However, we might see changes in this space as the CFPB makes moves to lower what issuers are allowed to charge on late fees. The other revenue card issuers collect comes from fees they charge to merchants and stores where you swipe your card. So even if you take advantage of the grace period to avoid paying interest on your no-annual-fee card, they’re still making money — just not from you.

Who should get a credit card?

Credit cards are a useful and versatile financial tool that can benefit nearly everybody — regardless of age, income or credit history. Using a credit card is among the best ways to begin building credit. Many types of credit cards are relatively easy to obtain, which makes them a great option for young adults and college students who are ready to begin building their financial futures. There are credit cards designed to help those with a bad credit history rebuild it or those with no history to start building it.

For those who already have good or excellent credit, credit cards can provide several additional benefits. Cash back credit cards, for example, provide cardmembers a percentage of cash back on purchases, while the best travel rewards credit cards offer members hundreds of dollars in travel rewards and benefits.

There are credit cards designed for business owners, too. Like with personal cards, business credit cards often provide rewards and cash back on purchases used to build or run a business. They offer many of the same benefits and fraud prevention features as personal cards, and you can often get additional cards for employees at no extra cost.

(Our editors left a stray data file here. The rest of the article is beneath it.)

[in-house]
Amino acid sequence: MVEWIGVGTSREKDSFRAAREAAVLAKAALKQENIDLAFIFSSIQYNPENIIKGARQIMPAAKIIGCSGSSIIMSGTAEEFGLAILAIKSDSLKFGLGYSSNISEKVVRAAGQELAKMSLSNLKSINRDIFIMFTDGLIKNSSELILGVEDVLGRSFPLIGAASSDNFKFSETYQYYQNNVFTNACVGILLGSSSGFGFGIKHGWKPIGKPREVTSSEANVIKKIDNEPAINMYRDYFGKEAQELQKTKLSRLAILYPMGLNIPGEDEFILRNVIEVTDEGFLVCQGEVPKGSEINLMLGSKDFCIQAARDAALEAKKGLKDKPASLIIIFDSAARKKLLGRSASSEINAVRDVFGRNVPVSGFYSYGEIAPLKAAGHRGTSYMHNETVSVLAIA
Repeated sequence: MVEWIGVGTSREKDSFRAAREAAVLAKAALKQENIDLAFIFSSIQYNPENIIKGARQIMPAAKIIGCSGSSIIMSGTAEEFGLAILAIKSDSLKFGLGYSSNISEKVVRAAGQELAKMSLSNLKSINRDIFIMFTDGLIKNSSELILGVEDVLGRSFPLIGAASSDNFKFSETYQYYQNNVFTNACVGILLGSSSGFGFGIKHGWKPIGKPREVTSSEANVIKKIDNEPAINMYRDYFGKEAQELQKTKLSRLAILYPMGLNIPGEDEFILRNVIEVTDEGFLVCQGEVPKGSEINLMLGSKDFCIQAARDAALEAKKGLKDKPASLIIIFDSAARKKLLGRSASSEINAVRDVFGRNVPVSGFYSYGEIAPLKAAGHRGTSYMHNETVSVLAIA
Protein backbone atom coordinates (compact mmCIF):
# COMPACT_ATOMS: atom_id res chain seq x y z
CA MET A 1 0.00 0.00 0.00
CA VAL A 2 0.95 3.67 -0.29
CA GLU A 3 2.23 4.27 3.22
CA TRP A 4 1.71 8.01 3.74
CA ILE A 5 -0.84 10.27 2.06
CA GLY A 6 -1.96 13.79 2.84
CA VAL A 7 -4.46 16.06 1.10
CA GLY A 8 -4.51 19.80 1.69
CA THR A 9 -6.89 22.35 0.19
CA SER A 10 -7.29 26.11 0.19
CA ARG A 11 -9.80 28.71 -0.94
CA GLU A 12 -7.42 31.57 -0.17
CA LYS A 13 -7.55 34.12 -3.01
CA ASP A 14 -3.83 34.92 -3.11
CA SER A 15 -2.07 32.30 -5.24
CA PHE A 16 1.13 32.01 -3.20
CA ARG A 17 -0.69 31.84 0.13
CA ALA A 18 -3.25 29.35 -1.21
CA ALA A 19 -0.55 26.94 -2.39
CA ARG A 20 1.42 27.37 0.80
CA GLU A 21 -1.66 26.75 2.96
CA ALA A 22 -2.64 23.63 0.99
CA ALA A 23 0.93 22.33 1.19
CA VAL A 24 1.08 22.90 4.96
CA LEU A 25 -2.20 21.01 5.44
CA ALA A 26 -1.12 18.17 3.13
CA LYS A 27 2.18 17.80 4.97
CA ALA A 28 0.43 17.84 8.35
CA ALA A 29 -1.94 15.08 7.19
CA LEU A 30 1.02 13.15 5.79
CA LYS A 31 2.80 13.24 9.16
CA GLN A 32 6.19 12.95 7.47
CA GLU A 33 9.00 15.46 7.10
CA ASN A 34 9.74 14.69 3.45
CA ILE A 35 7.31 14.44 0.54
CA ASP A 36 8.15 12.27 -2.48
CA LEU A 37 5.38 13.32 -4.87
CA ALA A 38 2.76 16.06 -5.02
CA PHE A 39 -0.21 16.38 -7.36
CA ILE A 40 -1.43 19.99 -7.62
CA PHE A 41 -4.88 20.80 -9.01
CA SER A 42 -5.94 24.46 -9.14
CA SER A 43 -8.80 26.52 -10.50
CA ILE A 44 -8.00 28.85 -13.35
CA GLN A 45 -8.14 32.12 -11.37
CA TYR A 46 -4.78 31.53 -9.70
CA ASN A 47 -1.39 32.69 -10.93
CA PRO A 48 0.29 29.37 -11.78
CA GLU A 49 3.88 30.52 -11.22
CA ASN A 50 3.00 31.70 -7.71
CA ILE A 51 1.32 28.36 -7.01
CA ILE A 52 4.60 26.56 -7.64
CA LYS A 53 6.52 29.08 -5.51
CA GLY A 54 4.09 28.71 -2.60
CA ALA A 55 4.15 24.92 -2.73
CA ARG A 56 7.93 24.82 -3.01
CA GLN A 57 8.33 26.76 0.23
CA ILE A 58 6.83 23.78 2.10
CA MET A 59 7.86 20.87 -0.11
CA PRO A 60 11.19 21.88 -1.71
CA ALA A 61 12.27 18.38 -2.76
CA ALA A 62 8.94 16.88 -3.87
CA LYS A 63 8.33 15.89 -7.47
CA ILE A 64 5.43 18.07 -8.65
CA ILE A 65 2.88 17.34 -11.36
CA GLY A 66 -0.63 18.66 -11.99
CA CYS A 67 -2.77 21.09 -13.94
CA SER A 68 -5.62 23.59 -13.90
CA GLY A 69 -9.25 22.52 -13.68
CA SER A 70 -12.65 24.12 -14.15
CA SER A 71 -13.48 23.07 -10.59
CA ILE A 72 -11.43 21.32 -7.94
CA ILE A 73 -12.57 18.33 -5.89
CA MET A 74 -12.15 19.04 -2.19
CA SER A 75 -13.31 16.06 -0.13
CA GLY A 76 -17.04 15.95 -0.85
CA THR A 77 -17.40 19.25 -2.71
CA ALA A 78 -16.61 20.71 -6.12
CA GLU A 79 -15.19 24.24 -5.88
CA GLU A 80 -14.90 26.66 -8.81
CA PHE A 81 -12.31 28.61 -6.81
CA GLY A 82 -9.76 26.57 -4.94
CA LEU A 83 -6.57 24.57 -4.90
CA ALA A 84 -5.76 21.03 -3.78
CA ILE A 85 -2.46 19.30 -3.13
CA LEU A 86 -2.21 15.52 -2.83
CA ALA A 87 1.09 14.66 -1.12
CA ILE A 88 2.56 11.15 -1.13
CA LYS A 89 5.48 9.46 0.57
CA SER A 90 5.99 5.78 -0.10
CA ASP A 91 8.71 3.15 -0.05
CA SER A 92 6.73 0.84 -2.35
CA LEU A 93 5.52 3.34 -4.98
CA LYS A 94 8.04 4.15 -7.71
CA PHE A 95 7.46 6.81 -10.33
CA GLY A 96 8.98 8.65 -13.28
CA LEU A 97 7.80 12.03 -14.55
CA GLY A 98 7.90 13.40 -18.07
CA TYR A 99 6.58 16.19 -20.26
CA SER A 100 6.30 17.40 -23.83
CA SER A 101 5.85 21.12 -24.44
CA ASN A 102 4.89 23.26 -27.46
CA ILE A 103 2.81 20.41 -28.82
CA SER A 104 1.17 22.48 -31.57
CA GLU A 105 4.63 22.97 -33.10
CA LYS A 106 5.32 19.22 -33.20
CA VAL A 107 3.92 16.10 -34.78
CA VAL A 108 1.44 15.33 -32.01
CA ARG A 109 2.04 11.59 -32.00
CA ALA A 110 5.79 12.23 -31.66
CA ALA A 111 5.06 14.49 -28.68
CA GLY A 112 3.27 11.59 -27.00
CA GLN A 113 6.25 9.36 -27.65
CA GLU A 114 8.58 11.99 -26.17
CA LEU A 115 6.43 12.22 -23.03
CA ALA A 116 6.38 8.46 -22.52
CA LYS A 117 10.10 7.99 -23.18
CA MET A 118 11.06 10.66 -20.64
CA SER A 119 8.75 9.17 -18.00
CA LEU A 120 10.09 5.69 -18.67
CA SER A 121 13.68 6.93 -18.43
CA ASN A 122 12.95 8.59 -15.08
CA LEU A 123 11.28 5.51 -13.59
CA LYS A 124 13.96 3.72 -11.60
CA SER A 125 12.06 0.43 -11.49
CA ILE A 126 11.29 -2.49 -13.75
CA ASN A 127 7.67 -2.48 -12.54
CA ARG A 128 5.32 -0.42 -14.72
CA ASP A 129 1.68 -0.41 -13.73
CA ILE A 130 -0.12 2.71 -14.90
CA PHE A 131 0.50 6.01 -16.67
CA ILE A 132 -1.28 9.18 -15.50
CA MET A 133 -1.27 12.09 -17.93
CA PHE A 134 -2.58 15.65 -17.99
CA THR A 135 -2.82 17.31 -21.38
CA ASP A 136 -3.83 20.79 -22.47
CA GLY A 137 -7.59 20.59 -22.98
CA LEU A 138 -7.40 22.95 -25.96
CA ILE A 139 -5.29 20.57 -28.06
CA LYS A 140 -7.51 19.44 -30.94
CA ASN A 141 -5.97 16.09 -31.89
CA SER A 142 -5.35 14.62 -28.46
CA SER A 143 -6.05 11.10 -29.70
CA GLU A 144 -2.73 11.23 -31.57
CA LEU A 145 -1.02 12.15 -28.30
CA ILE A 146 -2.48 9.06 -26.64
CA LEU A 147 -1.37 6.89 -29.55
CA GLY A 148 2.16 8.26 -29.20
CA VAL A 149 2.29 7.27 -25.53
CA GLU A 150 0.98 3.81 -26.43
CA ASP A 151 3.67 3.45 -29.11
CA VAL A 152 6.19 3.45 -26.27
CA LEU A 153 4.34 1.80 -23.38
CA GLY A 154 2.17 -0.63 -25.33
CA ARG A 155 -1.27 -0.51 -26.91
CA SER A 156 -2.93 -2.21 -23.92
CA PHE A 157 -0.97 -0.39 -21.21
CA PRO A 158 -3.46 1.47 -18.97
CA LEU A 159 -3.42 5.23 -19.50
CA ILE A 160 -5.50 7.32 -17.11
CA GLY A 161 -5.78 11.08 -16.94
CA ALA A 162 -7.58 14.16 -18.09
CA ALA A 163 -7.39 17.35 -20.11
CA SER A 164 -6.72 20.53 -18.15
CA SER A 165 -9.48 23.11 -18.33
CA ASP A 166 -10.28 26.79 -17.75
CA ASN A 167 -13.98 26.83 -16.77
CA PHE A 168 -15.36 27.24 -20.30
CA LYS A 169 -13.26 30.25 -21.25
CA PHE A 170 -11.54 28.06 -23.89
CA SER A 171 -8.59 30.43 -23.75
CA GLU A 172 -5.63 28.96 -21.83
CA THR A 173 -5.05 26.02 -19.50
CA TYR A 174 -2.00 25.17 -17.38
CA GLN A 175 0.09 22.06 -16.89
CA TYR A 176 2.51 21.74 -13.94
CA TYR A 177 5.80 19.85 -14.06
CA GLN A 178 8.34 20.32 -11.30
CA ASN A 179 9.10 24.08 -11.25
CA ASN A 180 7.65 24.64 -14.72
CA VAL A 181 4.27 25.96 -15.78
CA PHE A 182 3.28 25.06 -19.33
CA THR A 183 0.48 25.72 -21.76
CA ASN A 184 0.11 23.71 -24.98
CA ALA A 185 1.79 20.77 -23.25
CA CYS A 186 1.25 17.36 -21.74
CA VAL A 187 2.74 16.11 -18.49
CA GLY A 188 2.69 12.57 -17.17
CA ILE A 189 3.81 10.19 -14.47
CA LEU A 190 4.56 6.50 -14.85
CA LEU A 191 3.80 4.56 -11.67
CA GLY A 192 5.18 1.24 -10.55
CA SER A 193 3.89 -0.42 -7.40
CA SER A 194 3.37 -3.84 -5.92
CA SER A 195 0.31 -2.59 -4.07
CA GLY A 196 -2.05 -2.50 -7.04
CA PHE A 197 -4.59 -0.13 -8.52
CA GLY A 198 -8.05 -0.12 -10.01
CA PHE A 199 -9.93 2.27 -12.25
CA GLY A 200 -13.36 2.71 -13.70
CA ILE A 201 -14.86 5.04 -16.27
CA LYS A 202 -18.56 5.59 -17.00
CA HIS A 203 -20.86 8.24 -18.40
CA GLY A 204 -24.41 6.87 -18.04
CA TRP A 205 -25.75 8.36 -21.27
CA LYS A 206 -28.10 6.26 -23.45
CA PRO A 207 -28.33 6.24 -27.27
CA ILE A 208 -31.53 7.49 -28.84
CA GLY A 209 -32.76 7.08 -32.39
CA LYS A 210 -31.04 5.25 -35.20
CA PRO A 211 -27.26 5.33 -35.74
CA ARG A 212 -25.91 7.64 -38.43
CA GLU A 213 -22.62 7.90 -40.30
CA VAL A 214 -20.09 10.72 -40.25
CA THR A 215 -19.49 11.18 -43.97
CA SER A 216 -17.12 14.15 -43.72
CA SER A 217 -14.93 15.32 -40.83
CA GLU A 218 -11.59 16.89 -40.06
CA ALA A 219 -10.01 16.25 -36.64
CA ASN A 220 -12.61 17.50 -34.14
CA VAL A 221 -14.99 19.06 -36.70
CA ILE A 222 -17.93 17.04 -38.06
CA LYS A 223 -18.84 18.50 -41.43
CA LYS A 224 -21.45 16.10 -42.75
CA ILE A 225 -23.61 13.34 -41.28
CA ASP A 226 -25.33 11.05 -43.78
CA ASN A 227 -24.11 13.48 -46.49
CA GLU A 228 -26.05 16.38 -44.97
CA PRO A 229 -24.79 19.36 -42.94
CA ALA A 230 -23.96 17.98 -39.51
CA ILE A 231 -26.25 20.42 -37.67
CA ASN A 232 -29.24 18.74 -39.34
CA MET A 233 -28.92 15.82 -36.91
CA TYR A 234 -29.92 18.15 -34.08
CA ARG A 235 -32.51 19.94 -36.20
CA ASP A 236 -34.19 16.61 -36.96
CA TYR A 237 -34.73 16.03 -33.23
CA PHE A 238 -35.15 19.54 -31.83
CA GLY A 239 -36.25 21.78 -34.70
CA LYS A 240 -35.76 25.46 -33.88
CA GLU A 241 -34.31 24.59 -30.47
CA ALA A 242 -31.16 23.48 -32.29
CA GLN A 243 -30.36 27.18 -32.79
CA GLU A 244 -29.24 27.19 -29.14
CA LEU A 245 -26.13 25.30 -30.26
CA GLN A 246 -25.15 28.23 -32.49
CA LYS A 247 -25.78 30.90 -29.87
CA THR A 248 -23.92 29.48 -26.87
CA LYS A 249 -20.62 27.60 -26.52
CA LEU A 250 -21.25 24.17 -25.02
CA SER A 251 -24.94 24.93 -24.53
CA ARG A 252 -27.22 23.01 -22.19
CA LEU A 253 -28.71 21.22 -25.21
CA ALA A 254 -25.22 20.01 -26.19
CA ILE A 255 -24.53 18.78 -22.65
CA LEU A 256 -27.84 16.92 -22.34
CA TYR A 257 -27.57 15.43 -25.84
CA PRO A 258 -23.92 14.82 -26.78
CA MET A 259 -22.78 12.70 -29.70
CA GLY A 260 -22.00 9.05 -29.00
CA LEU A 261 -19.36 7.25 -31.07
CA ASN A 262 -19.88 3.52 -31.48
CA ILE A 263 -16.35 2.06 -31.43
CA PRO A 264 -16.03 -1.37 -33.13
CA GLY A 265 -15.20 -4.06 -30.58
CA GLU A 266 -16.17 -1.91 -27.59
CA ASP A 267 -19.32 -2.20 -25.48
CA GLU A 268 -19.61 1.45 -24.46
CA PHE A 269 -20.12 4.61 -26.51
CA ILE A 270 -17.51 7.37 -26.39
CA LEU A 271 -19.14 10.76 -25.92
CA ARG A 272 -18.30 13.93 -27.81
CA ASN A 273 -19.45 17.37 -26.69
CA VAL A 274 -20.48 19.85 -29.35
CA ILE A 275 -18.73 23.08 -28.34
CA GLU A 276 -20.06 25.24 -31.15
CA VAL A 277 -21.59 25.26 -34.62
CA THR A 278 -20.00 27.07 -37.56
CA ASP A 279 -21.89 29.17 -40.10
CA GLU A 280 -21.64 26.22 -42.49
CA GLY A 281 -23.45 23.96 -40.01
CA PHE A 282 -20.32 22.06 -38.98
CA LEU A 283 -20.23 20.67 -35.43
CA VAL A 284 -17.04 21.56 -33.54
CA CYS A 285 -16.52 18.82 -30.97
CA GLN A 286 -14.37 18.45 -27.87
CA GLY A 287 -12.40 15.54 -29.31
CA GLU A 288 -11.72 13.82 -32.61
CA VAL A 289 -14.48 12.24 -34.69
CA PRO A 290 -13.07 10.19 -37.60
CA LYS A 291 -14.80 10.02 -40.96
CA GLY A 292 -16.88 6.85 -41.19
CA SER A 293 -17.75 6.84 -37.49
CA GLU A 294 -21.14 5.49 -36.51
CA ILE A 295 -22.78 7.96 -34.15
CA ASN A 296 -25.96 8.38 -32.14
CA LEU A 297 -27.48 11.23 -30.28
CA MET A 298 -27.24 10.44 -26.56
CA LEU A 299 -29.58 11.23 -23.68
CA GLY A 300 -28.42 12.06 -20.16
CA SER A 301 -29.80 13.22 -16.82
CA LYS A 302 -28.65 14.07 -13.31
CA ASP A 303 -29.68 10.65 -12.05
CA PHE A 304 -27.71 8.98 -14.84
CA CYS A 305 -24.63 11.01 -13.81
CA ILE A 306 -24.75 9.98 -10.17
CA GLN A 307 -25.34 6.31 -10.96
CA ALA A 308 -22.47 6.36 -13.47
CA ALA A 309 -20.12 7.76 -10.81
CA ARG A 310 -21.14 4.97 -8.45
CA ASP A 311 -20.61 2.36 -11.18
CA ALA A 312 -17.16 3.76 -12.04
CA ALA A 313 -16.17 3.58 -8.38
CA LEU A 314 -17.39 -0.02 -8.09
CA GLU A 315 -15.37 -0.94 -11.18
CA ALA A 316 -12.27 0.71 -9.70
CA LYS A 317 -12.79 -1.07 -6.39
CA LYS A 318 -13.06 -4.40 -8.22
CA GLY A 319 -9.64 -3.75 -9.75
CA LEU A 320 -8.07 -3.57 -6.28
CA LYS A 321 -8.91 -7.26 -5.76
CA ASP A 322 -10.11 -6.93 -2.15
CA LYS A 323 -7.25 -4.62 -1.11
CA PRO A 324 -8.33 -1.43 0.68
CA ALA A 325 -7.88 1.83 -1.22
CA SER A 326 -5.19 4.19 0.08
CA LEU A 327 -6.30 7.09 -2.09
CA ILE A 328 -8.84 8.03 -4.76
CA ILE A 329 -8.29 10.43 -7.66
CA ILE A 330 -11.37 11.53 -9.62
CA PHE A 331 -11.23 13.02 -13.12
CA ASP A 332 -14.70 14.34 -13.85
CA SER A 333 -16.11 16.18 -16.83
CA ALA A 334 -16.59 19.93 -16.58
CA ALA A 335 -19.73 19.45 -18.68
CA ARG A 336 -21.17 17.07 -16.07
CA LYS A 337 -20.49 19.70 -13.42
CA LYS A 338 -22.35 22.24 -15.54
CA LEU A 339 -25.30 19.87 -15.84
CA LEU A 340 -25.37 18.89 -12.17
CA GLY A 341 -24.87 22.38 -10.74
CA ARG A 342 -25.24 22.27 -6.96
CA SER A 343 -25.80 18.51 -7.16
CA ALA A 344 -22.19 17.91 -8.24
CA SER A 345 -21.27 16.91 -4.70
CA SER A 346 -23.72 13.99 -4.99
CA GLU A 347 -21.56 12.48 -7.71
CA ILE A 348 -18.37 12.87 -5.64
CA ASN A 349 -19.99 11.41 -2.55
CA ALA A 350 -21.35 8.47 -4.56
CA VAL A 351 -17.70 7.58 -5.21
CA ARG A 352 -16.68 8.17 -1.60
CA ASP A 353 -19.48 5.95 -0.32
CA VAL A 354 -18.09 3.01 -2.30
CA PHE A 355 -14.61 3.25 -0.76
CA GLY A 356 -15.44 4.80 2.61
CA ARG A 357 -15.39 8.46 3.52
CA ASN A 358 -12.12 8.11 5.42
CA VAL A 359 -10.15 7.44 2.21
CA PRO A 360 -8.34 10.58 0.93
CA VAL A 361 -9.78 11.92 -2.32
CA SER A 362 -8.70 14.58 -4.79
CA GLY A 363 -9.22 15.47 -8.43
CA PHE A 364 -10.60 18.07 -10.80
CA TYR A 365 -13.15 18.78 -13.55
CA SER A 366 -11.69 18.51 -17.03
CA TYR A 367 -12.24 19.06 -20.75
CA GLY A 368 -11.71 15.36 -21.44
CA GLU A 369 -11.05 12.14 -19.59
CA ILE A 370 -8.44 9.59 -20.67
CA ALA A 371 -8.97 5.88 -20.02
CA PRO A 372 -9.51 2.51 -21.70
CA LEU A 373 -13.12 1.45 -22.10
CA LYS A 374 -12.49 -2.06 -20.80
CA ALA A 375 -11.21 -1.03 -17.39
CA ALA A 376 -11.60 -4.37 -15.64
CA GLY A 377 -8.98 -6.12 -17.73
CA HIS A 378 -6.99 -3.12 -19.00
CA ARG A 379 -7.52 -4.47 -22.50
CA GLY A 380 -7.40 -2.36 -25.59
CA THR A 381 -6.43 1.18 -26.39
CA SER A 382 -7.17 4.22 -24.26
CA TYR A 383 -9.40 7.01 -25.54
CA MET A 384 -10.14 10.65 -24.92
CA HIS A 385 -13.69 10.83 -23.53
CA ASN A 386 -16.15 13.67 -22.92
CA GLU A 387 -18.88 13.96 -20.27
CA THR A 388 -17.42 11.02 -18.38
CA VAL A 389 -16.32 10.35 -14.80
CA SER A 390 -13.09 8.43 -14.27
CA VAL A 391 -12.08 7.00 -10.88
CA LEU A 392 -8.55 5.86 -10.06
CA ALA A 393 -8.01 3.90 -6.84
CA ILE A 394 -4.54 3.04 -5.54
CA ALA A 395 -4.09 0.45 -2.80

How to choose a credit card

You don’t have to choose the card everyone else has or the one with the most attractive benefits. To choose the best credit card for you, follow these tips to find one that fits your needs and lifestyle:

  • Know your credit score. You should only apply for cards for which you have a reasonable expectation of approval. If you’re just starting your credit building journey, skip premium rewards cards and focus instead on the top cards for people with no credit.
  • Analyze your spending habits. Determine what category most of your spending already falls into. If you spend most of your budget on gas and groceries, find a card with high rewards for those purchases.
  • Determine your goals. How can a credit card help you? Are you using it to build your credit, earn rewards, protect from fraud or transfer a balance? Focus on one or two goals your next credit card can help you achieve.
  • Review sign-up bonuses. If you’re deciding between multiple credit cards, it wouldn’t hurt to earn extra rewards or a statement credit from buying what you already planned to. Just make sure you’d still find the card useful after you get the welcome offer.
  • Understand the card’s fee structure. A credit card may have excellent rewards, but if you know you’re going to carry a balance, the interest rate could make it costly. Costs like an annual fee could make it unaffordable or inconvenient.
  • Use Bankrate’s CardMatch™ tool. When you want to find the right credit card without spending hours on research, use Bankrate’s free CardMatch™ tool to find one that fits your finances. Answer a few quick questions and get the best matches delivered straight to you.

The bottom line

Used responsibly, a credit card can be a powerful financial tool. Once you understand the basics of how they work and how they can help build credit, you can begin exploring what various types of credit cards can offer customers. After that, compare multiple brands and issuers to choose the best credit card to fit your budget, spending habits and financial needs. Armed with the best card for your personal situation, you’ll be on the path to building and using credit to help achieve your long-term goals.